The Bison Jumped over the Moon
Say one thing about Mitch Omer, say he is an advocate for bison meat. In addition to the bison sausage, all of the burgers at Hell’s Kitchen are made from bison meat. Mitch may be one of the early adopters of bison meat, but it has really caught on as an alternative to beef. I was able to procure ground bison meat at Cub Foods, which is a very large chain here in the Twin Cities. Mitch is able to order his bison in bulk from a local provider so he only uses ground chuck. I am less certain which part of the bison my meat comes from, but after my fatback quest I am content with “ground bison”. My wife also has a coworker who has some vague connection to the vast bison industry and she has provided us with a couple of pounds of ground bison in exchange for recipes. Since the cookbook can be purchased for the price of about four pounds of bison meat I think I am coming out ahead in this deal. My plan is to compare this fresh (frozen) bison with the store bought variety. I moved some of the frozen bison to the fridge earlier this week and I used it tonight to make Maple-glazed Bison sausage. This batch of sausage is going to be put into sausage bread for my brunch on Saturday and I plan on making a fresh batch that morning for folks to eat straight.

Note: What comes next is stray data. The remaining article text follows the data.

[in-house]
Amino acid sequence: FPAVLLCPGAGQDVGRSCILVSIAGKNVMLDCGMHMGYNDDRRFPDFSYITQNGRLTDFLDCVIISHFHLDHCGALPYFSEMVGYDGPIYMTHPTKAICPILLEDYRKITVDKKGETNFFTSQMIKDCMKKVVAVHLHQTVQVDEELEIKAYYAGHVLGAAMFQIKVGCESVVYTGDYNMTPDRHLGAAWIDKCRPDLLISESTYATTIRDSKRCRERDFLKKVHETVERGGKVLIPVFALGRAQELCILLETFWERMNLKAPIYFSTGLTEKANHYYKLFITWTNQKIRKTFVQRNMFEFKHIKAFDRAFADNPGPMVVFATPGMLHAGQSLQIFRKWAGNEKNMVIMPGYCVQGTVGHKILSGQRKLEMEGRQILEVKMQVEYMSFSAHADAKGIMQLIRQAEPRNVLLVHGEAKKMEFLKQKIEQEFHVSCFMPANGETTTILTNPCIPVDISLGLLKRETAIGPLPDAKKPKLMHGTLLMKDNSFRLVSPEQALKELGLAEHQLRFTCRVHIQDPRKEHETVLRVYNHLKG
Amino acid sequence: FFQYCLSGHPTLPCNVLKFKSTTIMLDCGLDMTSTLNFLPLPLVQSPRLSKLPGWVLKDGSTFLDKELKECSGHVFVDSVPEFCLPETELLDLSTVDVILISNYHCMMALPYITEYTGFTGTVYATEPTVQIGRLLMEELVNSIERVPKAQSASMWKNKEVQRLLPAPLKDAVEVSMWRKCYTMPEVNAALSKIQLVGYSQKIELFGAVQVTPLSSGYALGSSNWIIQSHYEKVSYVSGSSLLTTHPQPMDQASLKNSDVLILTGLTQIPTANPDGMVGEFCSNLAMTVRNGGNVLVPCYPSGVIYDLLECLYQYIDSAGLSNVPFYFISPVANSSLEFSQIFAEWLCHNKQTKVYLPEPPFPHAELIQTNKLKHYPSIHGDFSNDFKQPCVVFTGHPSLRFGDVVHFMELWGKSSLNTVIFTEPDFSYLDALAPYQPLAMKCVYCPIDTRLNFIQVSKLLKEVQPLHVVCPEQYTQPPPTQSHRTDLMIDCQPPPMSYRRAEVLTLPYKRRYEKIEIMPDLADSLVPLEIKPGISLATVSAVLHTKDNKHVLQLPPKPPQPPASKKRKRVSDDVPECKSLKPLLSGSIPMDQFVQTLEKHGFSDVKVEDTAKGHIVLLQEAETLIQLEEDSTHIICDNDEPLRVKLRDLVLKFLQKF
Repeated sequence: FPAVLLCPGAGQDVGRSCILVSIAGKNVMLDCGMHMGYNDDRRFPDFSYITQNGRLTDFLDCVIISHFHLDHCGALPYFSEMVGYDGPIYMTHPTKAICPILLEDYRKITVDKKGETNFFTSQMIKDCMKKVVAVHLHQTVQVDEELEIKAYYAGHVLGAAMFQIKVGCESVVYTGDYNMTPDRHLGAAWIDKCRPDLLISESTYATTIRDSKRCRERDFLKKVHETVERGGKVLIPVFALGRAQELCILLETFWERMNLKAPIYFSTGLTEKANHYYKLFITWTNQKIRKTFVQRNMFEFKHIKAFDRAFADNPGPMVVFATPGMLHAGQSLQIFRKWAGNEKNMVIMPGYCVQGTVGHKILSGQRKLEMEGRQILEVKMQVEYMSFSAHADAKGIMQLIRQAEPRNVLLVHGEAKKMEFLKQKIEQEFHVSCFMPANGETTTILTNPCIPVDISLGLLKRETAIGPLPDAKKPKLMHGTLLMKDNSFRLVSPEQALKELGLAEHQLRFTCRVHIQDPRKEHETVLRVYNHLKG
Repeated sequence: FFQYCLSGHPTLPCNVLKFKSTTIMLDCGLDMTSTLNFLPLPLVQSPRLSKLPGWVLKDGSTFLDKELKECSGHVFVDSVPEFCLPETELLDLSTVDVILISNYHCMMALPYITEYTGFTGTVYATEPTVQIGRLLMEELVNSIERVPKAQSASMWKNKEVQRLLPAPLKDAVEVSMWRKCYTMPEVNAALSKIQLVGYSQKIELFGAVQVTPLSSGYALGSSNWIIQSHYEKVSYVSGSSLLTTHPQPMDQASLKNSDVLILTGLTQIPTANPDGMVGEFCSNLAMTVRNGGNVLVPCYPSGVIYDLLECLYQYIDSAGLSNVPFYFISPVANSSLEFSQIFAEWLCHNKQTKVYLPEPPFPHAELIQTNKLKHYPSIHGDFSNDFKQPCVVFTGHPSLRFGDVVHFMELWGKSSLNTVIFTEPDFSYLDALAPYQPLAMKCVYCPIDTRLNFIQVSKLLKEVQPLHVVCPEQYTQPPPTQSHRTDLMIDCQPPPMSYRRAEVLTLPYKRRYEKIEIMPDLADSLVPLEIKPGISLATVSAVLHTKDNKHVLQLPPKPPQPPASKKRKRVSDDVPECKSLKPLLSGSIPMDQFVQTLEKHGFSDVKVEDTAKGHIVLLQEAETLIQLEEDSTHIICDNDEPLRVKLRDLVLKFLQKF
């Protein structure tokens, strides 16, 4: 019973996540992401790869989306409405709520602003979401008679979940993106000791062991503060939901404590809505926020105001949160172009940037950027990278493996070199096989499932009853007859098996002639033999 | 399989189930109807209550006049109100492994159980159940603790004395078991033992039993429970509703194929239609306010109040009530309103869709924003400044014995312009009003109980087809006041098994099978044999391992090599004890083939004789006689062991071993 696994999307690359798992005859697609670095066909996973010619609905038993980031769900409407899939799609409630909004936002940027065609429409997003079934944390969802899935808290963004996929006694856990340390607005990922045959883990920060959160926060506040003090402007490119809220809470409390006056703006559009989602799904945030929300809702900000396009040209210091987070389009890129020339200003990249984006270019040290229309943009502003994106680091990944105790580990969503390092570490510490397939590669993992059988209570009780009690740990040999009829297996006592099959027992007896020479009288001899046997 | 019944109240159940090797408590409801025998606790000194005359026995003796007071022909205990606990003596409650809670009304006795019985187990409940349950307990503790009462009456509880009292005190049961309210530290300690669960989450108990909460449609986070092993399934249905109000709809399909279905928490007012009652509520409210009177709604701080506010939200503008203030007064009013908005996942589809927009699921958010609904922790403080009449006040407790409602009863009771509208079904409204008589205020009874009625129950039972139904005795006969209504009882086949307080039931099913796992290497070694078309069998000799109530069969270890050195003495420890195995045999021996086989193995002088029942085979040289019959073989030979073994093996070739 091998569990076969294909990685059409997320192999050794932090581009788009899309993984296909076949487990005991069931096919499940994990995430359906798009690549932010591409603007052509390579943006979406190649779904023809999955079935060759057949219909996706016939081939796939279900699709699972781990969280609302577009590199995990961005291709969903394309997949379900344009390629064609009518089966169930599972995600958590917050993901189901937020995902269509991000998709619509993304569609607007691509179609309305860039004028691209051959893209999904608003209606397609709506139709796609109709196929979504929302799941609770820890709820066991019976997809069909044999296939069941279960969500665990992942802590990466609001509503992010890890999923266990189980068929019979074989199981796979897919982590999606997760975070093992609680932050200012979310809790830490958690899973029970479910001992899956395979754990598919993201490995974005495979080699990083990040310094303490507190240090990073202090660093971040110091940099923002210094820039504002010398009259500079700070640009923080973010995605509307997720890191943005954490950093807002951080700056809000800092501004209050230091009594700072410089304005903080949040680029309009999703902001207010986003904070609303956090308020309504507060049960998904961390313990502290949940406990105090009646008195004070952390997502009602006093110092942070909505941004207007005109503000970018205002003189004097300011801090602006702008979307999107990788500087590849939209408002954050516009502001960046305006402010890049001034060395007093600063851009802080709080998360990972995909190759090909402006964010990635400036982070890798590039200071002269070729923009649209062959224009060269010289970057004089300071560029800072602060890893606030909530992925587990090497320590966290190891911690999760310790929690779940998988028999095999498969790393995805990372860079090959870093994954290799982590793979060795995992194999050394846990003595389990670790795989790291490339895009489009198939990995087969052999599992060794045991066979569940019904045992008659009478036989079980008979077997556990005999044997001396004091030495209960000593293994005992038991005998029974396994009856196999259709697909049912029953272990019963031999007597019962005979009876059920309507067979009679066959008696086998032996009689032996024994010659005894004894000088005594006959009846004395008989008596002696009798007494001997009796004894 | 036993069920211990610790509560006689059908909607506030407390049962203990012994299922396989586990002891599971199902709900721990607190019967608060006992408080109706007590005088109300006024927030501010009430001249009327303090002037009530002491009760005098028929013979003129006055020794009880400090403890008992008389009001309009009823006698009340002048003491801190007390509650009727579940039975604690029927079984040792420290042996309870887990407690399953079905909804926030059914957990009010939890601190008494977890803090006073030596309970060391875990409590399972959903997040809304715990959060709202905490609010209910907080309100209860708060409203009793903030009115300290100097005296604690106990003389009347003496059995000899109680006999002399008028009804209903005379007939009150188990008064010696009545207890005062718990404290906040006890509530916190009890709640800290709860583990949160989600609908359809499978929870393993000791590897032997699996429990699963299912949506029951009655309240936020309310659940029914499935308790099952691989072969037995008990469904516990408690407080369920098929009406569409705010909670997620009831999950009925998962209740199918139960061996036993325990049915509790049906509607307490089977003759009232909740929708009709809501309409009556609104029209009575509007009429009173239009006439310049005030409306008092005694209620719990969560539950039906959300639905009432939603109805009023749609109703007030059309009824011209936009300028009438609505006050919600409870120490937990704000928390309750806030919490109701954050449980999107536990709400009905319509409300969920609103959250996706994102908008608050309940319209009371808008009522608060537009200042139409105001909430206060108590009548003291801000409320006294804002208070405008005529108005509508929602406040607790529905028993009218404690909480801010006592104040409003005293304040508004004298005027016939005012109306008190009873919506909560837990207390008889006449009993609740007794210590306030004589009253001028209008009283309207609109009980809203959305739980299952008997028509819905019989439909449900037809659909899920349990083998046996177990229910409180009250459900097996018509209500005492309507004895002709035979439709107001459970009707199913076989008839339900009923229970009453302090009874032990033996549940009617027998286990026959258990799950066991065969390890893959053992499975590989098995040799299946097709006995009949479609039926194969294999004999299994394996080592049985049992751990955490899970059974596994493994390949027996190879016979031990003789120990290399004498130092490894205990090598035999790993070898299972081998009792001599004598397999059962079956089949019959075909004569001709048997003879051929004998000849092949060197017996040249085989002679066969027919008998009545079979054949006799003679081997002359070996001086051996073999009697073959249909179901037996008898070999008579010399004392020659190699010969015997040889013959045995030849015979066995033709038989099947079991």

The bison sausage is something I have had more than once at Hell’s Kitchen so I know what it is supposed to taste like. I ate a small piece to test the flavor and all I can say is
The recipe calls for a significant amount of dried onion and when I added the onion it was all I could smell. I was a little worried by this since, while I have grown to appreciate the flavor, onions are not my favorite food. To make up for it I added an extra tablespoon of maple syrup. The end result was exactly the flavor I remember from Hell’s Kitchen. Alas, I only ate a little corner of one piece because I need all of this batch for the bread, but I desperately wanted to eat more of it.
Recipe #20: Maple-glazed bison Sausage
Damn Good Food Quote of the Day: [re:cooking temperatures for ground meat] With all due respect to the USDA, you’re big people. Proceed according to your own preferences and good judgement.